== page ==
This week, the House of Representatives approved a bill to fast track civil lawsuits filed by Congress against President Barack Obama for allegedly abusing his powers. The bill does raise some interesting constitutional questions, but it also faces steep challenges.
As part of a series called Constitution Café, moderator Chris Phillips is asking some thought-provoking questions about foundational constitutional issues. This week: Was James Madison right to ask for a freedom of conscience clause in the Constitution?
Lyle Denniston looks at Americans who help shape the meaning of the Constitution in the nation’s life. Today’s Constitution-maker is Senator Dianne Feinstein, a California Democrat and the chairman of the Senate Intelligence Committee.
On the World Wide Web’s 25th birthday, Constitution Daily looks back at four Supreme Court decisions from the early Internet that laid the groundwork for free speech and responsible usage.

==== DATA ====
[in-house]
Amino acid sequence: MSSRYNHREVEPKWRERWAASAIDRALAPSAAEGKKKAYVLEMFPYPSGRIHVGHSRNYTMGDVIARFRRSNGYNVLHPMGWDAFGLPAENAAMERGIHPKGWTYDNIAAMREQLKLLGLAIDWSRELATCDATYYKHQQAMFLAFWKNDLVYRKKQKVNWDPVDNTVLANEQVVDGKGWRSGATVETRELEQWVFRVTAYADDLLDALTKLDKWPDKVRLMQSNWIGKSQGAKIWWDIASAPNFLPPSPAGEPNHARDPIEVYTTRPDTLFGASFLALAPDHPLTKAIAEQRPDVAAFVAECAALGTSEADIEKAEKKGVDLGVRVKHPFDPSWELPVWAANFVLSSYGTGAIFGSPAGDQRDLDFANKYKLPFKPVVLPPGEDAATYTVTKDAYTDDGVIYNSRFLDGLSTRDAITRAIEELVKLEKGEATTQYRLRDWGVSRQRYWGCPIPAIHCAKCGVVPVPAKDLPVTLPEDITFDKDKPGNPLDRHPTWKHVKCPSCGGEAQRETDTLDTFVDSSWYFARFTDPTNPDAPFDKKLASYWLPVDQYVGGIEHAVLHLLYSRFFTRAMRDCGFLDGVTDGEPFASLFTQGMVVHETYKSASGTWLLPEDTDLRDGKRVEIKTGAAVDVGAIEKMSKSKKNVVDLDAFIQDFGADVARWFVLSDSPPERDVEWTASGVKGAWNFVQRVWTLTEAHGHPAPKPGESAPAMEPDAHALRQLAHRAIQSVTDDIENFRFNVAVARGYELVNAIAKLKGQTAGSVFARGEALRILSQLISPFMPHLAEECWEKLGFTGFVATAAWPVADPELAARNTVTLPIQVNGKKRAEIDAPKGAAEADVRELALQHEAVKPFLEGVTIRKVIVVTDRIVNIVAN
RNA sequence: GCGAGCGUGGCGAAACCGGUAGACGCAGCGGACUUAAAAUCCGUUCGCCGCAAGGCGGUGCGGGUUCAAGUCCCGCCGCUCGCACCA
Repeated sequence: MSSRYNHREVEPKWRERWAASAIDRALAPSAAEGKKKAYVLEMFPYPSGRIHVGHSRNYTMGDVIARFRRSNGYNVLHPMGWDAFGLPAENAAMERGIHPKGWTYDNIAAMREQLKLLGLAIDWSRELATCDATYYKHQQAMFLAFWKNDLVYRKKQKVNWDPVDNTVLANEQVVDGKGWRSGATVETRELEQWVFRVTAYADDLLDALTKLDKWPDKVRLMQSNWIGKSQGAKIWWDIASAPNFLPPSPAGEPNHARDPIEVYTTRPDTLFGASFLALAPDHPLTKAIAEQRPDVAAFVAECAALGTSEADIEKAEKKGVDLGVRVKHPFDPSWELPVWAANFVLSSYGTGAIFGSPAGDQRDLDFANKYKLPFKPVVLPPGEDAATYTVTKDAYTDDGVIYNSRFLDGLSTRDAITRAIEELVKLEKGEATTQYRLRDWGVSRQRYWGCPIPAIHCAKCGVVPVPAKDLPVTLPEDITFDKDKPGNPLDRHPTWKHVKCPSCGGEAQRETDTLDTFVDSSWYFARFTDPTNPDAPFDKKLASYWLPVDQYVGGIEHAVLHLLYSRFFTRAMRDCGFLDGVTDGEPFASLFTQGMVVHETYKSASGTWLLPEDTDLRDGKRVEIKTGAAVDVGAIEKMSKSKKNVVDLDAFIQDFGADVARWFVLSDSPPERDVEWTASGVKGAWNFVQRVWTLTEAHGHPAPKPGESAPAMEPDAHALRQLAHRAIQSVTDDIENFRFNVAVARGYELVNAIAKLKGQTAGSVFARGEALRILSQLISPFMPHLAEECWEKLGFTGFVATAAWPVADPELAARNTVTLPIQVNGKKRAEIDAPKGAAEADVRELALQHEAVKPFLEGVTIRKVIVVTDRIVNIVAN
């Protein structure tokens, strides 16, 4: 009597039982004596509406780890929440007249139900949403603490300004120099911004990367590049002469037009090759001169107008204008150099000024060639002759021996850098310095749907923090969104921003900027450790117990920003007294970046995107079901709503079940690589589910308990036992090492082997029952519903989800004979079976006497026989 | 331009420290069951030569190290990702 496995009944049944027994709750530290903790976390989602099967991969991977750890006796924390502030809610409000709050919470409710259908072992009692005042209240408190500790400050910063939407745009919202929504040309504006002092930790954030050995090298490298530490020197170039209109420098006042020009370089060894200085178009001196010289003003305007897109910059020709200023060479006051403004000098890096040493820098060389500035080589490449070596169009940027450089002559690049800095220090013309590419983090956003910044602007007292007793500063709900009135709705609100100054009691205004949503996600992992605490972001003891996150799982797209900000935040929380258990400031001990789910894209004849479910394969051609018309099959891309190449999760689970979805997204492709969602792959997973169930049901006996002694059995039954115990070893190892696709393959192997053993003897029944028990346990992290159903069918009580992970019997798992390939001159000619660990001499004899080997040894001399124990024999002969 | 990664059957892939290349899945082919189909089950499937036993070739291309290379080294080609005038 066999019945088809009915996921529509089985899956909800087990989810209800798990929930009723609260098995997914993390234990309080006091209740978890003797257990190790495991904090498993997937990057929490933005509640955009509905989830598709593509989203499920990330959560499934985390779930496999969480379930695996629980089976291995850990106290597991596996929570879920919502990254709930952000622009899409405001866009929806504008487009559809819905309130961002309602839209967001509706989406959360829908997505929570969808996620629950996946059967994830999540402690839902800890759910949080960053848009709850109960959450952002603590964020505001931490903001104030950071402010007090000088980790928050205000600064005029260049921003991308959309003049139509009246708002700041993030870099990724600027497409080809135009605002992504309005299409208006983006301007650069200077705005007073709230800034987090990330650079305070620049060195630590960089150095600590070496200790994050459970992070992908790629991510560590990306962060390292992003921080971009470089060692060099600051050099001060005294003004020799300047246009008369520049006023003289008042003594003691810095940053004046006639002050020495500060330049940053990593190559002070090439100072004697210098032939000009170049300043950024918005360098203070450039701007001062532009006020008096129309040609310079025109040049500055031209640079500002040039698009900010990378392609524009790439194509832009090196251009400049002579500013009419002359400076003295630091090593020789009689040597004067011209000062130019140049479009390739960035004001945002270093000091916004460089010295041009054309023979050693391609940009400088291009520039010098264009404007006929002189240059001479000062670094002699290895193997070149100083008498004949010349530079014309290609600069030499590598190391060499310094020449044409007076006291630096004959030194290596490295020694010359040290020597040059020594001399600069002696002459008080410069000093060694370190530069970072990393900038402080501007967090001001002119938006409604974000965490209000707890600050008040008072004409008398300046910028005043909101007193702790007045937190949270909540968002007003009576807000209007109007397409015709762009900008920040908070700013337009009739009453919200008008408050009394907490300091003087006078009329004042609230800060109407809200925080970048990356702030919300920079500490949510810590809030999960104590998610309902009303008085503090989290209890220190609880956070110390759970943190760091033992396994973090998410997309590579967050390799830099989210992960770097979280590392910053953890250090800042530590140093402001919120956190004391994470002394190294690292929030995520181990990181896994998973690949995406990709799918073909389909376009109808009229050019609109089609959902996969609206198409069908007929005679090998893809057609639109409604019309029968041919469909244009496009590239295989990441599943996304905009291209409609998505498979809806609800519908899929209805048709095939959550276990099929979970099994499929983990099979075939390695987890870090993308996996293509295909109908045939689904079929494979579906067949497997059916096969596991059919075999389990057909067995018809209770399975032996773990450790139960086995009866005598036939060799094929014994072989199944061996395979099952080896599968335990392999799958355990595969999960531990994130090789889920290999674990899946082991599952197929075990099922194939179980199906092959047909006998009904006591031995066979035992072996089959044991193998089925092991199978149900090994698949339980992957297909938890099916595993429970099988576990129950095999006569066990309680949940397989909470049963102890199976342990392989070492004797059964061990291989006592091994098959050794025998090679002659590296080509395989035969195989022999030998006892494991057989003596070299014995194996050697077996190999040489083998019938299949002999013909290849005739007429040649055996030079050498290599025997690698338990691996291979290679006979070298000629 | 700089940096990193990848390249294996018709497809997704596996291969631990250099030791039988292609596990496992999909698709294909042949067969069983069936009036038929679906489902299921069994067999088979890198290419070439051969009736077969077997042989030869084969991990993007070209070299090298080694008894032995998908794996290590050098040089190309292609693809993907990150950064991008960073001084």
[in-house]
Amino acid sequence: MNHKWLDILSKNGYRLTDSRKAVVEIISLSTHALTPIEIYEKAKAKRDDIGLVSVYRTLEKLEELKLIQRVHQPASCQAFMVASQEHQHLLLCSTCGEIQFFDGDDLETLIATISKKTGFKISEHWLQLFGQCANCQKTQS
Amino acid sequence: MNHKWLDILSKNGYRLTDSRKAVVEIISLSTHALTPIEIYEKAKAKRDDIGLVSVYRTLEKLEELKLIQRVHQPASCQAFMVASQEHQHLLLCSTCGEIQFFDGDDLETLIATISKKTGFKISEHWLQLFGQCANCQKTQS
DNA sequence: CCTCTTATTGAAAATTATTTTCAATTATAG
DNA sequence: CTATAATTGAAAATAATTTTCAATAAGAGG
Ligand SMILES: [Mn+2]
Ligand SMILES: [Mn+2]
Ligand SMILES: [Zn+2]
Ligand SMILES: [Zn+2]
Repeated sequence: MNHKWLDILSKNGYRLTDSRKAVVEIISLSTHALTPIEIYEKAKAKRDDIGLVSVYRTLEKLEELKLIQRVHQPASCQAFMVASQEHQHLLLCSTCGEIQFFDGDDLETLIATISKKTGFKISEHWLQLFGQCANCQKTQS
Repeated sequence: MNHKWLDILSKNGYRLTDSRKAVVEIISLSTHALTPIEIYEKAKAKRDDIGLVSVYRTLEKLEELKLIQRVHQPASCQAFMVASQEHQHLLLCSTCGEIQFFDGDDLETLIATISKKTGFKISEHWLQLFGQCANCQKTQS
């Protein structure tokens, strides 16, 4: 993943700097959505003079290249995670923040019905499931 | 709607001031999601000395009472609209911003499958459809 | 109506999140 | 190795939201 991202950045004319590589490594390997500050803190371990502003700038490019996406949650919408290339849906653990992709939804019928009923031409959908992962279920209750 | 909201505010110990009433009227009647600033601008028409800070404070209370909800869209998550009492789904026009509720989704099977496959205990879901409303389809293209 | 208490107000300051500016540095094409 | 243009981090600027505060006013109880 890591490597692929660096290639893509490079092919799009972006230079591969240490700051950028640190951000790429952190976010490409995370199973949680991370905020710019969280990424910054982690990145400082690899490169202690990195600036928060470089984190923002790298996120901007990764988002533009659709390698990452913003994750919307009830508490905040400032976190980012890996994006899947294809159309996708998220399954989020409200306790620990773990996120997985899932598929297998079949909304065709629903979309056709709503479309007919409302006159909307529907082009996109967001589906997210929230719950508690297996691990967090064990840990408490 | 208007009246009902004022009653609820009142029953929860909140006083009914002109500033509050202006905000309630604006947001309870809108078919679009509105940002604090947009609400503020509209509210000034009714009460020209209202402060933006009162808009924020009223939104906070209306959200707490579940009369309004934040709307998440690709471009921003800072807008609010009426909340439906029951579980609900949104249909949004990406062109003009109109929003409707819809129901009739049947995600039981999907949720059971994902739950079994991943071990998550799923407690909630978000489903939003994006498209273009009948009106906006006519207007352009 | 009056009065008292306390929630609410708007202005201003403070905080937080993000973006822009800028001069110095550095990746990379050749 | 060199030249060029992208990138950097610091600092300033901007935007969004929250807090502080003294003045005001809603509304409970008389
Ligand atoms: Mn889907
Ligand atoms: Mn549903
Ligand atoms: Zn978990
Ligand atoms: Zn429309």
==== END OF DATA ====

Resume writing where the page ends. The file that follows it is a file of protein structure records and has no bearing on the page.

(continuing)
Today marks the unofficial 25th birthday of the Internet as we know it. But now the Web’s founder is asking for a “global constitution” to protect privacy rights of people in ways that weren’t even available to be violated before the Internet began.
The 14th Amendment makes all persons born or naturalized in the United States citizens, with equal protection and due process under the law. But for American Indians, the amendment immediately excluded most of them, and it took decades to make full citizenship a reality.
In this commentary, Cato’s Jim Harper says the Supreme Court needs to carefully consider how police search the contents of cellphones in two huge cases the Justices will hear in April.
Is the Constitution perfect? Well-known journalist Jeffrey Toobin talks about our current dysfunctional government, and how much of the blame lies with the Constitution’s framers.
Julia Angwin of Pro Publica discusses with the National Constitution Center’s Jeffrey Rosen how the government, private companies, and even criminals use technology to indiscriminately sweep up vast amounts of our personal data.
Lyle Denniston looks at a recent free speech case involving students and why the Supreme Court itself has never deviated from the teaching moment that was the Tinker decision.